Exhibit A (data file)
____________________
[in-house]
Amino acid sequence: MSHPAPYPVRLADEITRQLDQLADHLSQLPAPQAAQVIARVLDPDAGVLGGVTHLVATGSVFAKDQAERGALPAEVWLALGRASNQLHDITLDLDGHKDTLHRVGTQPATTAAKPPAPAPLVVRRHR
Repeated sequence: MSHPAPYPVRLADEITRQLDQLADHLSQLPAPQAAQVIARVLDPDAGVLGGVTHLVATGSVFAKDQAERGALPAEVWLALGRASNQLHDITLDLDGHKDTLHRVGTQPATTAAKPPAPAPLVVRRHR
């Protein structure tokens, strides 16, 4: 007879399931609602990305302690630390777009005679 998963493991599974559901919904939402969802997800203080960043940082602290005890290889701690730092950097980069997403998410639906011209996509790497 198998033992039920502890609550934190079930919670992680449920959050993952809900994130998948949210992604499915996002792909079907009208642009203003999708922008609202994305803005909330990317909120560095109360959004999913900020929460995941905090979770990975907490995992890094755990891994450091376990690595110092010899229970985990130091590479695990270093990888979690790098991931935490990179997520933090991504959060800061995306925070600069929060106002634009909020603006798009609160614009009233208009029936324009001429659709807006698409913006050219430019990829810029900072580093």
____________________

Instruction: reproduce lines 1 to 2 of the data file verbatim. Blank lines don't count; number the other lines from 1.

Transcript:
[in-house]
Amino acid sequence: MSHPAPYPVRLADEITRQLDQLADHLSQLPAPQAAQVIARVLDPDAGVLGGVTHLVATGSVFAKDQAERGALPAEVWLALGRASNQLHDITLDLDGHKDTLHRVGTQPATTAAKPPAPAPLVVRRHR